Syria's security forces fire tear gas as tens of thousands march on Damascus

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The Independent Online

Security forces fired tear gas and beat protesters with batons yesterday as tens of thousands of people marched towards the Syrian capital demanding far greater reforms than the limited concessions offered by President Bashar Assad over the past four weeks.

Violence in the Damascus suburb of Douma was reported after Friday prayers, the main day for demonstrations across the Arab world. The attempt to reach the capital was a bold action by a protest movement that has mostly stayed outside Damascus. The protesters in Douma held up yellow cards, which they said was a football-inspired warning to the regime. "This is our first warning, next time we will come with the red cards," said one man.

The month-long protest movement has steadily gathered momentum as tens of thousands of people demand sweeping reforms in Assad's authoritarian regime. More than 200 people have been killed during the government crackdown on protesters, says Syria's main pro-democracy group.

Yesterday, crowds gathered in several cities chanting "Freedom!" and demanding an end to the decades-old emergency laws, which allow the regime a free hand to arrest people without charge. Lifting the state of emergency has been a key demand for protesters.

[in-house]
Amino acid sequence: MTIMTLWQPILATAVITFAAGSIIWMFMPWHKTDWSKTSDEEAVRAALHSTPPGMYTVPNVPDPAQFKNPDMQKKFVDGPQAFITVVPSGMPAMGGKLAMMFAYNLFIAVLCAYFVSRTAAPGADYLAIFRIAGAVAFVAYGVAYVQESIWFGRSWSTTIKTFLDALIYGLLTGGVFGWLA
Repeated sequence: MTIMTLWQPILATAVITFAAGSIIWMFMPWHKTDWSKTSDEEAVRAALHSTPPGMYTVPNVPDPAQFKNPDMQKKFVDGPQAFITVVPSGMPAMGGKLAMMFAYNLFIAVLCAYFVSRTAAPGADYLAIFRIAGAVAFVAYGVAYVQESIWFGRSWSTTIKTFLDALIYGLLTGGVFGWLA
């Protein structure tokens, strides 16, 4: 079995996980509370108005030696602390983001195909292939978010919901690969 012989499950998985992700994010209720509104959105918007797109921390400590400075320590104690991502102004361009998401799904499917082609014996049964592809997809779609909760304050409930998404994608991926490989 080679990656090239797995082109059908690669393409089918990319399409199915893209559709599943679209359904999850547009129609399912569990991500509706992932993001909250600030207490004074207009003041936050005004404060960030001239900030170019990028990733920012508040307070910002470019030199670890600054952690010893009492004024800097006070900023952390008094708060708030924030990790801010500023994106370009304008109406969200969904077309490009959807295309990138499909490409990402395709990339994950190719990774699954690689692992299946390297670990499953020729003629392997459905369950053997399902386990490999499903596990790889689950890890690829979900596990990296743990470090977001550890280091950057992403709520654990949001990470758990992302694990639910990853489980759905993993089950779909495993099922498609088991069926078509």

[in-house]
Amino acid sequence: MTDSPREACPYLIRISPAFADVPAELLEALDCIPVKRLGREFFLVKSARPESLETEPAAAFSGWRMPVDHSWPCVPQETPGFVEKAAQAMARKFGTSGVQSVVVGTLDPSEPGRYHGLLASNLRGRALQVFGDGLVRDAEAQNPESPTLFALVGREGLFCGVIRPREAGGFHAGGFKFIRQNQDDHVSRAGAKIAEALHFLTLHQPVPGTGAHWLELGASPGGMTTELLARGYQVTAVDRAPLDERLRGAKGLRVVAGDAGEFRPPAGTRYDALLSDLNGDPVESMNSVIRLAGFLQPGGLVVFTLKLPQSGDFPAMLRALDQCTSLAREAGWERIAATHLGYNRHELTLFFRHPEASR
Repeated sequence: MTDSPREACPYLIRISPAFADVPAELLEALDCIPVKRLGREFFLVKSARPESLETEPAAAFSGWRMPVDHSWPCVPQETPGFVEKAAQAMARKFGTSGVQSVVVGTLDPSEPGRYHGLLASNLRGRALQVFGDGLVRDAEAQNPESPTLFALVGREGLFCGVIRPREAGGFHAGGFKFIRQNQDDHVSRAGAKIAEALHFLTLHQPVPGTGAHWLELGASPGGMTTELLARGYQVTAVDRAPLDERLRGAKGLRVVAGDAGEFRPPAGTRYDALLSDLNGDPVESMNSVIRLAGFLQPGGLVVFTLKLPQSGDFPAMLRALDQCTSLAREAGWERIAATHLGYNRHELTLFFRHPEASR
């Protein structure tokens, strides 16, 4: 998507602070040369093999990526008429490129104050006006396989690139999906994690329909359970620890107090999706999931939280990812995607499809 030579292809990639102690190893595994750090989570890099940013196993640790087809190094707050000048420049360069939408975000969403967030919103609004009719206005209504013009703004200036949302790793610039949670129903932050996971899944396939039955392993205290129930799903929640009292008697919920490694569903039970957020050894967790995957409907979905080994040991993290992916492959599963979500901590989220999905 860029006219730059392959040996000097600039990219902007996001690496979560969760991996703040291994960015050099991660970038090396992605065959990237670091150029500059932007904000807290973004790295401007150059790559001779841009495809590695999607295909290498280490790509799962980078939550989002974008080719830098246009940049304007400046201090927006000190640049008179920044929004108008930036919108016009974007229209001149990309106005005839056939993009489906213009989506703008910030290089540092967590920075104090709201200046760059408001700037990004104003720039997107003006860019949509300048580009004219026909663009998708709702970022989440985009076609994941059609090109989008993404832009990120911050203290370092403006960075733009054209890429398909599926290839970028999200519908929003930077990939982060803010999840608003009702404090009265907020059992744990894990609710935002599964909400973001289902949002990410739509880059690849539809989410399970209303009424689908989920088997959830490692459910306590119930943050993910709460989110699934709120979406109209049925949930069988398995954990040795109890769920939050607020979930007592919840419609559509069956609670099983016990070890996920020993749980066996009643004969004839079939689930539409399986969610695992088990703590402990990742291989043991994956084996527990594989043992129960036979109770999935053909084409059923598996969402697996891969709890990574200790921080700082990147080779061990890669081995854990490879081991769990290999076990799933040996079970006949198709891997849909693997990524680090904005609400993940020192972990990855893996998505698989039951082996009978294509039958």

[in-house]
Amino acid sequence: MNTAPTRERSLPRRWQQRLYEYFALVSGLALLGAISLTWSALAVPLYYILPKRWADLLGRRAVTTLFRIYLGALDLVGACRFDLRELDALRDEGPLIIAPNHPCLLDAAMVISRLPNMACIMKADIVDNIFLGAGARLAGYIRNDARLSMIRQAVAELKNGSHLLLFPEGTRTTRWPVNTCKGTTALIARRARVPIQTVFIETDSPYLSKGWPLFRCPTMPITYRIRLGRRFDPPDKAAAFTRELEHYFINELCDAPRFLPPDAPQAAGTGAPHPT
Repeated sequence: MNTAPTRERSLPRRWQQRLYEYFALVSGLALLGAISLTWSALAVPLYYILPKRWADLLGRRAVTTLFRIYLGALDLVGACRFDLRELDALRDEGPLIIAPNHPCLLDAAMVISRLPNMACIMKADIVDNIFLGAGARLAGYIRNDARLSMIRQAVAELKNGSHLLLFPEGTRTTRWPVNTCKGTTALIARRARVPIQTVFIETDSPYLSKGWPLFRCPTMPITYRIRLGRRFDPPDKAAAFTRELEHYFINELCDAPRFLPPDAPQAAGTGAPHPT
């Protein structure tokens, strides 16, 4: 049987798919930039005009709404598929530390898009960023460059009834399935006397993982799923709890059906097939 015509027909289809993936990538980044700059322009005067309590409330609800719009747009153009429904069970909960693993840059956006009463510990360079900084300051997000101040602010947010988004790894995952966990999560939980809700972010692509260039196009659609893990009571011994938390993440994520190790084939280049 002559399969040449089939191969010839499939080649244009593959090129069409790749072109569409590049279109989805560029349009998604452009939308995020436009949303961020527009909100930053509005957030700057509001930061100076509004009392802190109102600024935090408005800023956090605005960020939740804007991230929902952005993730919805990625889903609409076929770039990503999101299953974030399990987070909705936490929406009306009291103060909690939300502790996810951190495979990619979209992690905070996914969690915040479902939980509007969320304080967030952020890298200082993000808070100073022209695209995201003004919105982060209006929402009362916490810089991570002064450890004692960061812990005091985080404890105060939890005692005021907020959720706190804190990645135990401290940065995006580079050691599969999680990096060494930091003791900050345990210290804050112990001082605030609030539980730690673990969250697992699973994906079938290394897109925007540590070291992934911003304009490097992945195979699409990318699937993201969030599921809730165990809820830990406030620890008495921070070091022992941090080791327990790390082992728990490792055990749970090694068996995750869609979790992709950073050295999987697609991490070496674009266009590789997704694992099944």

The largest protests were in Douma and in the southern city of Daraa, which has become the epicenter of the protest movement. Witnesses said there were up to 100,000 people outside the capital and at least 20,000 in Daraa. It was impossible to independently verify this as Syria has put tight restrictions on media coverage, preventing access to trouble spots and expelling journalists.

There was no immediate sign of army and security services in Daraa – a stark change from previous weeks, when Syrian forces fired tear gas and live bullets at the protesters. Syria faces growing international condemnation as the unrest continues. The French Foreign Ministry said that the French, German, Italian, Spanish and British ambassadors met Syria's foreign minister to discuss the situation in Syria.

"The ambassadors expressed the very serious concern of their authorities about the continued violence and deaths across the country," the French Foreign Ministry statement said. The ambassadors called on the Syrian authorities to respond to the "legitimate demands" of the Syrian people.

For the first time, Syrian television showed footage of protests in several cities – a sign that it cannot ignore the protests. It also offered the regime a chance to offer its own version of events.

Syrian TV reported that about 300 people protested in the port city of Latakia, while the march in Douma attracted more than 300 people. There was no mention of any attack by security forces. Syrian TV said about 30 people protested in the central city of Homs and in the city of Deir ez-Zor.

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